BEAT THE VALENTINE'S DAY BLUES
‘All you need is love’ according the famous Beatles song but what about those who plan to spend their Valentine’s Day void of romance?
- Clinical psychologist Associate Professor Gavin Beccaria says singles may feel sad, lonely or depressed on days like Valentine’s Day but there are ways to help protect their mental health. Media contact: Rhianwen Whitney 0427 428 380 and Sarah Green 0417 799 331
SWEET LIKE CHOCOLATE
- Flowers and chocolate are quintessential Valentine’s Day items. According to scientists, when you bite into your favourite chocolate block a chemical is released into your brain that may help you fall in love.
Biochemist Dr Mark Lynch says chocolate is a rich source of theobromine, cacao-based stimulant. Media contact: Rhianwen Whitney 0427 428 380 and Sarah Green 0417 799 331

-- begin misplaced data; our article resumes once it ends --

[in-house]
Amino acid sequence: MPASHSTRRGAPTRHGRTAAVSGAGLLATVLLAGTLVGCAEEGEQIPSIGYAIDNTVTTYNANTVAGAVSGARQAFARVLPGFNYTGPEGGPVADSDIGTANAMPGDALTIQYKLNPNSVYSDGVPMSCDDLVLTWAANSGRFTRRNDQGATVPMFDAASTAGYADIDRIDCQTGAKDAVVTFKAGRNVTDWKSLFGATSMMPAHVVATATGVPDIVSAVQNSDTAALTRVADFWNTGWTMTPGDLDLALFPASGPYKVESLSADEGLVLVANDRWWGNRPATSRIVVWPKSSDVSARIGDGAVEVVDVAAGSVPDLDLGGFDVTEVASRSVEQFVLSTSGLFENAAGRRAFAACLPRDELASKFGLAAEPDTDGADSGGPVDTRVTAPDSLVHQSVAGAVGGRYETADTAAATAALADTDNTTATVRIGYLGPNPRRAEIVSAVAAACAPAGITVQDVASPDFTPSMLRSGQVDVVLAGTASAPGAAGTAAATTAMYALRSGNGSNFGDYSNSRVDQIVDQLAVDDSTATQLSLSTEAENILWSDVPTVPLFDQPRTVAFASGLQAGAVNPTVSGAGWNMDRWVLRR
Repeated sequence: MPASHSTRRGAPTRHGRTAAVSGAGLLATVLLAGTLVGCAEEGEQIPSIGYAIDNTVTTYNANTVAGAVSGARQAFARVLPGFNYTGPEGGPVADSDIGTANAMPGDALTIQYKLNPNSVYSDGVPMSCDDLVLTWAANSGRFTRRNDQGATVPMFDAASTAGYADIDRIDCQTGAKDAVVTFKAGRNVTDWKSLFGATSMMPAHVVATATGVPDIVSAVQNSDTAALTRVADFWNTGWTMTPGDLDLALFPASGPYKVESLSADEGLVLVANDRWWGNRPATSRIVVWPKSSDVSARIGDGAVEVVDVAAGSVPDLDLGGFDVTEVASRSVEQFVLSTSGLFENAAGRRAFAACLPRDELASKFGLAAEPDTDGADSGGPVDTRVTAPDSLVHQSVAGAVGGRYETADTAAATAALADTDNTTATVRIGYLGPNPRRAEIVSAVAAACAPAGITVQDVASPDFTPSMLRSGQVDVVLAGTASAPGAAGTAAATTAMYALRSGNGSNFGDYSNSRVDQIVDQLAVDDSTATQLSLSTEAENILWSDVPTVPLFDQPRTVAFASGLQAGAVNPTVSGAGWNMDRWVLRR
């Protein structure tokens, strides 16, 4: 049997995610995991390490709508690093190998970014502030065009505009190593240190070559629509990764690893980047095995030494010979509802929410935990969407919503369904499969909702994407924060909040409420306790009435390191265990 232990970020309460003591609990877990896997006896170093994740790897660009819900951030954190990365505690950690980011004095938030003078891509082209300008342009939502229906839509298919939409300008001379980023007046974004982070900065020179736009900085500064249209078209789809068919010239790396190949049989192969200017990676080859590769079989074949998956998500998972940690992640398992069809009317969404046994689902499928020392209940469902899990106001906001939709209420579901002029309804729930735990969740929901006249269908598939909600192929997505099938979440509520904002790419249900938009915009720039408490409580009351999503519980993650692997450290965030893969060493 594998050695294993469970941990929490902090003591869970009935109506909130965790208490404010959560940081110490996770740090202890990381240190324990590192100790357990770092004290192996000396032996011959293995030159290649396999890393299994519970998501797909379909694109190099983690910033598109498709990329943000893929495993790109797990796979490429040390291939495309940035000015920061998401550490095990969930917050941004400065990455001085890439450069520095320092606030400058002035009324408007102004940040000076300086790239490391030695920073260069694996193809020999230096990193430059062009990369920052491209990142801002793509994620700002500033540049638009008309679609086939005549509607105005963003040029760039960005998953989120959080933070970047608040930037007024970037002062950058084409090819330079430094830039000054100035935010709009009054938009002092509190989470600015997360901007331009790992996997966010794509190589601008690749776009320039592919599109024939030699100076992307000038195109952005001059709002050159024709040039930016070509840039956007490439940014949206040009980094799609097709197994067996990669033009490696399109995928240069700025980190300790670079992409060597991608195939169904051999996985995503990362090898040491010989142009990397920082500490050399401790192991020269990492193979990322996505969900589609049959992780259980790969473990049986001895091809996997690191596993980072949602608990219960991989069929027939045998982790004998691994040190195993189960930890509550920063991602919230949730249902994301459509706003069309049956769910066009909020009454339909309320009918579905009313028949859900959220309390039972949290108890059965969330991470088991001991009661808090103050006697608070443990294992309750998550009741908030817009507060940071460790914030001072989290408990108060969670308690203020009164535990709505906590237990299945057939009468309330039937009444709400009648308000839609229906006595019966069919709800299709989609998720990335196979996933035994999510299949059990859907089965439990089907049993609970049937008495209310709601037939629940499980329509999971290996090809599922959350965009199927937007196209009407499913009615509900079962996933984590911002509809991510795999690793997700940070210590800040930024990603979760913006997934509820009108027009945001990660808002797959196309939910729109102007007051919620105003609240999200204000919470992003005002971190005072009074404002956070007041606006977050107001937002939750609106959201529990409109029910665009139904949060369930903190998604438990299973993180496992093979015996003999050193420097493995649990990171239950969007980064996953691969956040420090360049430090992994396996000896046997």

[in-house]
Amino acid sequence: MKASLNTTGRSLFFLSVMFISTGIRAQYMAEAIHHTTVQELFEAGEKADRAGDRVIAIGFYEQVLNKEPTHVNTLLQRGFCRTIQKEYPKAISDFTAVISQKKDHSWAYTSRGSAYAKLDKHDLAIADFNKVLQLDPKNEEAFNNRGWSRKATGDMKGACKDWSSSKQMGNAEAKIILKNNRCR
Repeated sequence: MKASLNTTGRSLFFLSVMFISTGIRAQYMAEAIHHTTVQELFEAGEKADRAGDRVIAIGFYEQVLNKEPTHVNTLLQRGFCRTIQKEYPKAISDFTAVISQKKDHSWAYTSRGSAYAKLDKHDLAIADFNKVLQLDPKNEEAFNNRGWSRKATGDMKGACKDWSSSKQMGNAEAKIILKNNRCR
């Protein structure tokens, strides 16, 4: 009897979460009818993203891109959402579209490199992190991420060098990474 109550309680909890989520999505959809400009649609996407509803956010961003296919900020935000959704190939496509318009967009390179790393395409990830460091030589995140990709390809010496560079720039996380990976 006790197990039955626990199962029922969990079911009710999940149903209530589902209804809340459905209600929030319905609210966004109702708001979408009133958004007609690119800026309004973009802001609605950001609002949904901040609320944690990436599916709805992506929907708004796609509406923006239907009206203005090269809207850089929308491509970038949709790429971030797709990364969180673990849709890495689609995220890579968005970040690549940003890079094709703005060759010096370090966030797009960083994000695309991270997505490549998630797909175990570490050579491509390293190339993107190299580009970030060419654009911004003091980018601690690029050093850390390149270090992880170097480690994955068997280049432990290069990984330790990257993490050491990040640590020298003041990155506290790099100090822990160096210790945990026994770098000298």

SAINT VALENTINE, PATRON SAINT OF LOVERS
How exactly did we come to celebrate a 3rd-century Roman saint each February? Historians say it’s somewhat of a mystery, mixing elements of both ancient Roman rites and Christian tradition.
- Associate Professor Marcus Harmes says one of the tales goes back to third century Rome, where a priest named Valentine performed secret marriages to young lovers after Emperor Claudius II ordered men to stay single as he needed them for battle. Media contact: Rhianwen Whitney 0427 428 380 and Sarah Green 0417 799 331
Roses are red, violets are blue, here are some USQ experts for you!